The U.S. and France are continuing to work together through the Organization for Economic Cooperation and Development on international tax rules, hoping to come up with a plan to address the tax challenges of the digital economy by the end of next year, the Capitol Hill newspaper reported.

But as Many European countries have joined the ranks of the collection of digital services tax, the U.S.-French digital tax debate has become less simple. Italy will introduce a digital tax similar to France’s from January 1 next year, and both parties have pledged to impose a digital service tax in the uk, which is about to be held, Bloomberg reported.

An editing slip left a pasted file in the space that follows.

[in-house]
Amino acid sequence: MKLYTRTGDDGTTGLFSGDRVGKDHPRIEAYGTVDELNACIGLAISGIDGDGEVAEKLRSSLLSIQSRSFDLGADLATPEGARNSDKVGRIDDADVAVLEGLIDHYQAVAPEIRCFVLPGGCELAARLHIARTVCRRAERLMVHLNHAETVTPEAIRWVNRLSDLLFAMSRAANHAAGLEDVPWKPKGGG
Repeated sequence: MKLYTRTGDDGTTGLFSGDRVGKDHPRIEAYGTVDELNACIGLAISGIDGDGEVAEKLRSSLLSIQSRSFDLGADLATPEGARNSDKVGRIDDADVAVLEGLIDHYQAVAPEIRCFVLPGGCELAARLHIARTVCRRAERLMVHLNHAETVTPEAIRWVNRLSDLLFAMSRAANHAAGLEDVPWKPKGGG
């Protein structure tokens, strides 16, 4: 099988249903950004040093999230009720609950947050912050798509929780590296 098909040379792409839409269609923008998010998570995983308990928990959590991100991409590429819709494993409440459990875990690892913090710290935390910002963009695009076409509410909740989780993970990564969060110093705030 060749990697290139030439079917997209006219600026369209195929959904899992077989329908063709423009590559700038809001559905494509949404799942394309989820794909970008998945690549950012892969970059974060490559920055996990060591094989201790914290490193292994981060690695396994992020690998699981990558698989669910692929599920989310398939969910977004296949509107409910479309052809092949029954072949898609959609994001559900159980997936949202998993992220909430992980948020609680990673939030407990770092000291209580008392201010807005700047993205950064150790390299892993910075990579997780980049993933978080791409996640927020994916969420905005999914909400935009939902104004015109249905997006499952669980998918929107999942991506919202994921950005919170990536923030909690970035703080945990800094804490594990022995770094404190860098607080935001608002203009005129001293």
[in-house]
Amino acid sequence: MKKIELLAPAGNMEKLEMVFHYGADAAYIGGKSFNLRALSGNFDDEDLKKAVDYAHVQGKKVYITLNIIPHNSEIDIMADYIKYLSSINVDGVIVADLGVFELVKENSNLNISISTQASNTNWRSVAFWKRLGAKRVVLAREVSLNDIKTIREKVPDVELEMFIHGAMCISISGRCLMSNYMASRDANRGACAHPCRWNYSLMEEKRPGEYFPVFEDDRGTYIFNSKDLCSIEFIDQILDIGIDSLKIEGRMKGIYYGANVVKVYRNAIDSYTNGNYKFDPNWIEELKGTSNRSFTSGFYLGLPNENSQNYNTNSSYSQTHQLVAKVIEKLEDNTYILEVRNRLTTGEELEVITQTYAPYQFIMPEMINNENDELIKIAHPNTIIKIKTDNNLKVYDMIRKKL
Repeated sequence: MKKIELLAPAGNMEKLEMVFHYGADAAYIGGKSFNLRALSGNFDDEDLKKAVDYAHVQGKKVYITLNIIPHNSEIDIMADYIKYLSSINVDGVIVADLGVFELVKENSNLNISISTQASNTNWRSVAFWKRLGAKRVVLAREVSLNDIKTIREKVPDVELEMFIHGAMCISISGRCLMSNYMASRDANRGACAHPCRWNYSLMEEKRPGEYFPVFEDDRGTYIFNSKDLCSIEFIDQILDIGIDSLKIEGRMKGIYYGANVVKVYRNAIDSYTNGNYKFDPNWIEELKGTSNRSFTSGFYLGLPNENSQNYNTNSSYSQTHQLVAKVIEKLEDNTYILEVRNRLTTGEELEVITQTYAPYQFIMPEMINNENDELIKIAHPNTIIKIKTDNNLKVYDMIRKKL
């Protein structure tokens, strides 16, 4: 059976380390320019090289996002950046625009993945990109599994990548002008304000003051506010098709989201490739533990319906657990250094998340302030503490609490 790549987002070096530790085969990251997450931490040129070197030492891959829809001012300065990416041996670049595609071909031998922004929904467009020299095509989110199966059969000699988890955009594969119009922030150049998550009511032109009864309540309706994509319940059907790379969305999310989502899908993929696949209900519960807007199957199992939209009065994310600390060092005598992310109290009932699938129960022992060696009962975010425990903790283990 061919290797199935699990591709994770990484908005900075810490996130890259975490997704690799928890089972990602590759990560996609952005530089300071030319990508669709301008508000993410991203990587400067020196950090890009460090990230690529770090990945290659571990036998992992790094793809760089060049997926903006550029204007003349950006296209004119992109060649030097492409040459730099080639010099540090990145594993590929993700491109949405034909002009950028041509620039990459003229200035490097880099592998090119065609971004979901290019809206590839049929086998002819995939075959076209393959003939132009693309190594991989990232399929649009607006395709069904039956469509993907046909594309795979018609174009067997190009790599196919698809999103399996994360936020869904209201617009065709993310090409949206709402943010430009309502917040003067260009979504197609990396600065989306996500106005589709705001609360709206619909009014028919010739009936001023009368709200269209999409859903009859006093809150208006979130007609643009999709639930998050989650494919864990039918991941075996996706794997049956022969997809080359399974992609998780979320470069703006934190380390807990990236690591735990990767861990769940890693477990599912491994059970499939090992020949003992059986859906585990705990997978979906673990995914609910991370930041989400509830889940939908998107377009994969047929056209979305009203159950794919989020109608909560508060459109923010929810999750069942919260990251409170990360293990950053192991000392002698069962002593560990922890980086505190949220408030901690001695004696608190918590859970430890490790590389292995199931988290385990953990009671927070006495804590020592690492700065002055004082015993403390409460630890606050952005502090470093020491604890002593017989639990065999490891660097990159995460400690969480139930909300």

The United States is naturally reluctant to “lose money”. U.S. Trade Representative Lethzekie said the U.S. government is also looking into whether to conduct a similar investigation into the tax on digital services in countries such as Austria and Italy, and that “the U.S. Trade Representative’s office is committed to fighting against growing protectionism in EU member states,” Reuters reported. “

“The economic and trade disputes between Europe and the United States have never stopped, and the digital services tax dispute is only the tip of the iceberg. Wang Shuo believes that the digital services tax dispute is one of the embodiments of the transatlantic rift, although it will not have a fundamental impact on the U.S.-France relationship and U.S.-European relations, but the dispute is not expected to be resolved in the short term.